Monday, June 16, 2014

Storing Information, Playing Information, Dungeons

Someone asked about nesting information.

Oh and this is mostly about older D&D.

Oh, this might be boring. I'm sorry if it is.
                                     Paul Caponigro

A/Facts, Possibilities
In short, maps and keys and everything else you determine ahead of time are things that are true about the game world. Possibilities, segregated into charts are things that could be true about the game world.

B/Maps, Keys, Worldbuilding and Good Facts
I once spent weeks drawing a world map (lovingly adapted from a map of South America, turned on its side), prepping details, fleshing out NPCs and the back histories of notable rulers for a game that lasted only a few sessions. The world, its details, its NPCs were boring for the players. They wanted to go into a dungeon and take stuff and fight monsters, not explore a far-future fantasy Brazil. I was fourteen and I had just learned that (a) the only good fact about a game world is the fact used at the table and (b) that I, as the GM, don't get to determine what constituted a good fact, I just get to think up what might be good facts.*

At its most basic, the facts of a world in older D&D are largely just the maps and the keys that describe it.** You don't need to describe agriculture or exports and you don't need to know who is sleeping with who. If the king of X is at war with the king of Y then you only need to know about it when it shows up in a key entry where one of the guards is a spy for Y and desperately wants out. You probably don't need to know anything about Y or the kings or anything else, even then:

The spy approaches the characters after they've been rebuffed from the gates and says, "look, I can get you into the castle if you can get me across the border to my sick mother, no questions asked" and that's all you need and that's older D&D and its beautiful to see and engage in.

C/Tables, Charts, Vornheim
But then the players decide they no longer trust the spy and threaten torture or to leave the spy bound and exposed on the plains, half way to "mom" until they get more info. So there is probably a chart for that: why X fights Y, why a spy serves a country.*** You can roll on Morale to determine when the spy breaks and use charisma checks to make “attacks” on the spy's Morale score. It's a do-able situation without a much work, but the tricky work of being a GM is figuring out how to react to that kind of stuff each time it happens not because it happens sometimes, but because tt happens, a lot (especially outside of dungeons, a point in the favor of dungeons) and no matter how creative you are, details start to repeat (which can be fun and a thing in and of itself).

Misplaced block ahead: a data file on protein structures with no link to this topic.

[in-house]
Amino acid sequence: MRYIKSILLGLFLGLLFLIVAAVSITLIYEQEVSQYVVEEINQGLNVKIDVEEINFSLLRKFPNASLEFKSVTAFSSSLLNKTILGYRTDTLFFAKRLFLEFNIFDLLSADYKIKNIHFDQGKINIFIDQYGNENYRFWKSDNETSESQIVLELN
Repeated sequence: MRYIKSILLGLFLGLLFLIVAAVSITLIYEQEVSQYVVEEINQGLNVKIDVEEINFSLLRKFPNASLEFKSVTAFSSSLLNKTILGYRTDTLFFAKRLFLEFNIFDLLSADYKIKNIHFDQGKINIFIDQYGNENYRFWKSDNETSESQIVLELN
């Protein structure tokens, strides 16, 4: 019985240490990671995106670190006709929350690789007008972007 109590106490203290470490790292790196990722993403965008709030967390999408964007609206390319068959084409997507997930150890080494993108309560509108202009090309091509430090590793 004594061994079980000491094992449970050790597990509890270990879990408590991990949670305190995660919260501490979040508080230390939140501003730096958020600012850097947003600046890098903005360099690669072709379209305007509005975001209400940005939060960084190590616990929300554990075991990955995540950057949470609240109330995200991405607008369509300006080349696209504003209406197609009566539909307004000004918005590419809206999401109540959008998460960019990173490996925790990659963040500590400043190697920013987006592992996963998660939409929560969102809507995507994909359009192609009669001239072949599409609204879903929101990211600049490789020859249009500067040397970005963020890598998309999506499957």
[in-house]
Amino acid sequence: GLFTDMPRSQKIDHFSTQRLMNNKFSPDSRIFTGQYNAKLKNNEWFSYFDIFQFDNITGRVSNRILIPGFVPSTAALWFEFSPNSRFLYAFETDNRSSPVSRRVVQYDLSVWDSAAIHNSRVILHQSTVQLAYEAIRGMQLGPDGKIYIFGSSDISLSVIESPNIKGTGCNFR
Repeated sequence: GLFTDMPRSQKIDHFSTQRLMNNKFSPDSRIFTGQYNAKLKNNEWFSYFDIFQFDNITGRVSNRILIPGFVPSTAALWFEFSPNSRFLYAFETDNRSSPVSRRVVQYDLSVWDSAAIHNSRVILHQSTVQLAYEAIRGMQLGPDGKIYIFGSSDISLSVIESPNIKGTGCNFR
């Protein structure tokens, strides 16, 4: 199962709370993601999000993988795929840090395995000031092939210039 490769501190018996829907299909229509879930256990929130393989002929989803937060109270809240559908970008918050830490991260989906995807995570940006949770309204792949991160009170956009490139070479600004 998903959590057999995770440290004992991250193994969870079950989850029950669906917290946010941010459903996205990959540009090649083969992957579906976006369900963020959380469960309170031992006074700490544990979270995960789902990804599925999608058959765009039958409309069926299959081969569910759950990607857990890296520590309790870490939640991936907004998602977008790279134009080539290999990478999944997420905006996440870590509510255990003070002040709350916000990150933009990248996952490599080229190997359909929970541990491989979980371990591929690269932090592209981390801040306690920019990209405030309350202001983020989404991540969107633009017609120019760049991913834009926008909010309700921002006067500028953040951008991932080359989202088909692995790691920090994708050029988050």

So if maps and keys are facts about the game world, tables and charts describe either tenant/contingent, player-facing facts (facts about the physics of the game like, “what conditions, if any, do I have to satisfy to control/be a character of type x, of power level y with attending fact z?”) or possible facts. 

It's easier to talk about this with examples.

                                            Moldvay Basic (B8)

Tables organize information by giving it a set direction. All the values in a single column have the same relative weight and all the values across a single row have the same relative weight. Progression, if progression occurs, occurs in a set direction (in the caption from Basic, it occurs down and from left to right, though the latter progression feels less deliberate). (tables like this are usually fast per Zak's schema).

                                            Vornheim (48)

You can add sub-options within a table by adding (nesting) another table within the first, as in the above caption (Table Lvl 1: Describe what you see about the book from the most cursory glance (It's on Mathematics OR It's in a Foreign Language) -> Table Lvl 2: Describe what you see if you look in greater detail). For every additional table you nest, you add one more node/articulation point. I've never used a table with more than one level of nesting that was worth the work to try and use at the table.